A chocolate truffle is a type of chocolate confectionery, traditionally made with a chocolate ganache centre coated in chocolate, cocoa powder or chopped toasted nuts (typically hazelnuts, almonds, or coconut), usually in a spherical, conical, or curved shape.
|Place of origin||Chambéry, France|
|Region or state||Savoie|
|Main ingredients||Chocolate ganache, chocolate or cocoa powder|
Major types of chocolate truffle include:
- The Swiss truffle is made by combining melted chocolate into a boiling mixture of dairy cream and butter, which is poured into molds to set before sprinkling with cocoa powder. Like the French truffles, these have a very short shelf life and must be consumed within a few days of making.
- The French truffle is made with fresh cream and chocolate, and then rolled in cocoa or nut powder.
- The European truffle is made with syrup and a base of cocoa powder, milk powder, fats, and other such ingredients to create an oil-in-water type emulsion.
- The American truffle is a half-egg-shaped, chocolate-coated truffle, a mixture of dark or milk chocolates with butterfat, and in some cases, hardened coconut oil. Joseph Schmidt, a San Francisco chocolatier, and founder of Joseph Schmidt Confections, is credited with its creation in the mid-1980s.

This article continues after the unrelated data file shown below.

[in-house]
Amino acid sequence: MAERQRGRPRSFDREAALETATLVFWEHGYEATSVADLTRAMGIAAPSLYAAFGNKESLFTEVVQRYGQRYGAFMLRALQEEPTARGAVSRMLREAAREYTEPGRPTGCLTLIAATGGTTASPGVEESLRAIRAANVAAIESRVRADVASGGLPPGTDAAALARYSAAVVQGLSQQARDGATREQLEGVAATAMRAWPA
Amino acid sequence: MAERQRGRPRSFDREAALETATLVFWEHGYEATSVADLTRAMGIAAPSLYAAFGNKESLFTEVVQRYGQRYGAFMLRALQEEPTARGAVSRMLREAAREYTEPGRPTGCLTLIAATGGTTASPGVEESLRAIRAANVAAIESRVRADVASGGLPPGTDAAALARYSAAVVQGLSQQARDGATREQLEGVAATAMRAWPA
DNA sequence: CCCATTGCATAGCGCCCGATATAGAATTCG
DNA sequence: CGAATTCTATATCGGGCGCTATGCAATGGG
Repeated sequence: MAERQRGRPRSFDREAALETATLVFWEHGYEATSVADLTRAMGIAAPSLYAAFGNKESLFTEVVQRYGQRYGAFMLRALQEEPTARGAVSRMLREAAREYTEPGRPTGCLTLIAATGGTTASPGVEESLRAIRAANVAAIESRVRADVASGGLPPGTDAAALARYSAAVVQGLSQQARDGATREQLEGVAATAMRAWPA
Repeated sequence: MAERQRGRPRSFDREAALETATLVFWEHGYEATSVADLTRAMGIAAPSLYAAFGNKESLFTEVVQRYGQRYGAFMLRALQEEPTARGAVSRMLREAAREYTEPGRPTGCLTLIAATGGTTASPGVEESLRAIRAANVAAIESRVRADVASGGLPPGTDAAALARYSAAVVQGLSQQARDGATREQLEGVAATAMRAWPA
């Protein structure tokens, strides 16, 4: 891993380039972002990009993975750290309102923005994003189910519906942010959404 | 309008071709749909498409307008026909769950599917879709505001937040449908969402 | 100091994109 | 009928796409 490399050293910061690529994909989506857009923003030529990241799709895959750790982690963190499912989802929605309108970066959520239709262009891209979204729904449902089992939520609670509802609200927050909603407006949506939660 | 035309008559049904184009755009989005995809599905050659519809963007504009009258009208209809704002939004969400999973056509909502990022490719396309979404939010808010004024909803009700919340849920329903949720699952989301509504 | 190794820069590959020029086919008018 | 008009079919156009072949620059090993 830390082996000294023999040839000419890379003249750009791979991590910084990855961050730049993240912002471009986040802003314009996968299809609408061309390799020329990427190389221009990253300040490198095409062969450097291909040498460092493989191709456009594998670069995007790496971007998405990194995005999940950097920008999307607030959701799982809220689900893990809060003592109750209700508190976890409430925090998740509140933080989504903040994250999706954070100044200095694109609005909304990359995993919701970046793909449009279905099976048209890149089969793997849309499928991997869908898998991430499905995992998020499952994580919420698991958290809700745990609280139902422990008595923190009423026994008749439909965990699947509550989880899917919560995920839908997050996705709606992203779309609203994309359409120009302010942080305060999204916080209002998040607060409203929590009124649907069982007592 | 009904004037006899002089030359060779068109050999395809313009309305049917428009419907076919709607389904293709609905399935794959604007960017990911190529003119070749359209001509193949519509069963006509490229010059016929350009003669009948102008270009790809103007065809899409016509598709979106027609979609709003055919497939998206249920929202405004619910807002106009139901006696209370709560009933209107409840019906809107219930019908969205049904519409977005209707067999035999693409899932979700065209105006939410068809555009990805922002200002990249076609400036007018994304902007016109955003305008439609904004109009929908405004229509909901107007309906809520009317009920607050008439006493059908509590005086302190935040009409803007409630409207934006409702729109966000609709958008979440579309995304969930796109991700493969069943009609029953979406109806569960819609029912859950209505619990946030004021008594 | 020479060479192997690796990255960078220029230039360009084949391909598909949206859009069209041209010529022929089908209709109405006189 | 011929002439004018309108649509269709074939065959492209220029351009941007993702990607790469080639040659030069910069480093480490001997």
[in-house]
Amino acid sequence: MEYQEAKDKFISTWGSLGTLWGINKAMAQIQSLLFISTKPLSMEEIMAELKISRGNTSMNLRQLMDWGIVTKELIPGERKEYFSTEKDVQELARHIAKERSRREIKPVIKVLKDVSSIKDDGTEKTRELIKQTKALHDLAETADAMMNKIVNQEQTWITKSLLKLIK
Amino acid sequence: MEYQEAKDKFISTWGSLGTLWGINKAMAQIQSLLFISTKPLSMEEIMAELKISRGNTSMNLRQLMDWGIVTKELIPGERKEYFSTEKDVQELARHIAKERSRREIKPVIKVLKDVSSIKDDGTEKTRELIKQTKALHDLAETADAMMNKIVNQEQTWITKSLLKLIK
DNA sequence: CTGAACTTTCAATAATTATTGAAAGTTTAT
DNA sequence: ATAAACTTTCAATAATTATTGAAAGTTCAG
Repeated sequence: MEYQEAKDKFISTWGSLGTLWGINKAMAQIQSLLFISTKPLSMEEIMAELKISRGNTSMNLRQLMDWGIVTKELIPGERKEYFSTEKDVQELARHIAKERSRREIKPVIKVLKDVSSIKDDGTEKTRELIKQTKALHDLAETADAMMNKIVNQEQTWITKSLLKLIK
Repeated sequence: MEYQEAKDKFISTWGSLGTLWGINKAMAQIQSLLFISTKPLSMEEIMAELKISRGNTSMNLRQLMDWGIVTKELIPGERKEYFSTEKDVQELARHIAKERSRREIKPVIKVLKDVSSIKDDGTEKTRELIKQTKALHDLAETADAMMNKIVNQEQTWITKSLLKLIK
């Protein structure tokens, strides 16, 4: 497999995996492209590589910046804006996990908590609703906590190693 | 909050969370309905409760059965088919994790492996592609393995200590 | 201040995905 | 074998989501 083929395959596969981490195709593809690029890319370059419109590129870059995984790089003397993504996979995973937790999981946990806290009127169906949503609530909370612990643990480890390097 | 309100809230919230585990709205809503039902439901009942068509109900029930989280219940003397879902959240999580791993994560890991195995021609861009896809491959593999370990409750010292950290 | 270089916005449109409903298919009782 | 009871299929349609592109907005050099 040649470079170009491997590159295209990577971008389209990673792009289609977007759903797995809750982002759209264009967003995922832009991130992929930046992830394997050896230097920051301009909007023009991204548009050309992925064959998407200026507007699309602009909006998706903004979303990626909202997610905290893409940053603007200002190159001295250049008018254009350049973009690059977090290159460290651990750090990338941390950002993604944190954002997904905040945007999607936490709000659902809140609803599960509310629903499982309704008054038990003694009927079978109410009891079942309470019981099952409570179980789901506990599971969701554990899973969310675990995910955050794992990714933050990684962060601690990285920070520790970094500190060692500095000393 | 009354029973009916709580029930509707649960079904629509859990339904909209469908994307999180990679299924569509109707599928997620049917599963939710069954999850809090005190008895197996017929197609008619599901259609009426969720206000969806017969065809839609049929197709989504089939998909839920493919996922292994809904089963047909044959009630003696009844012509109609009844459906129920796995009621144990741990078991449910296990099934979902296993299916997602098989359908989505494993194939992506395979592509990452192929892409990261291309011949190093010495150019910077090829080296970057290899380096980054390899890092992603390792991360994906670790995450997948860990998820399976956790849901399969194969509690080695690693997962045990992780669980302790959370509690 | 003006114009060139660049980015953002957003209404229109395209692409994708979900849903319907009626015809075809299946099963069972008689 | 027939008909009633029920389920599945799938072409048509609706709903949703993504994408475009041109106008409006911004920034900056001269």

Other styles include:
- The Belgian truffle or praline is made with dark or milk chocolate filled with ganache, buttercream, or nut pastes.
- The Californian truffle is a larger, lumpier version of the French truffle, first made by Alice Medrich in 1973 after she tasted truffles in France. She sold these larger truffles in a charcuterie in the Gourmet Ghetto neighborhood of Berkeley, then in 1977, she began selling them in her own store, Cocolat, which soon expanded into a chain. The American craze for truffles started with Medrich.
- A pot truffle is any kind of truffle that includes cannabis.
- Vegan truffles can have any shape or flavor, and are adapted to vegan diets by replacing dairy with nut milks and butters.
- Chocolate, Cocoa, and Confectionery: Science and Technology by Bernard W. Minifie (1999), page 545.
- "Sweet surrender", Los Angeles Times, February 8, 2006
- "Pralines VS Truffles | makingchocolates". Makingchocolates.wordpress.com. 2011-04-16. Retrieved 2013-05-27.
- Barron, Cheryll Aimee (September 25, 1988). "Madam Cocolat". The New York Times.
- "Fine Artisanal Belgian Chocolates". Chocolatsmeurens.com. 2009-03-25. Retrieved 2013-05-27.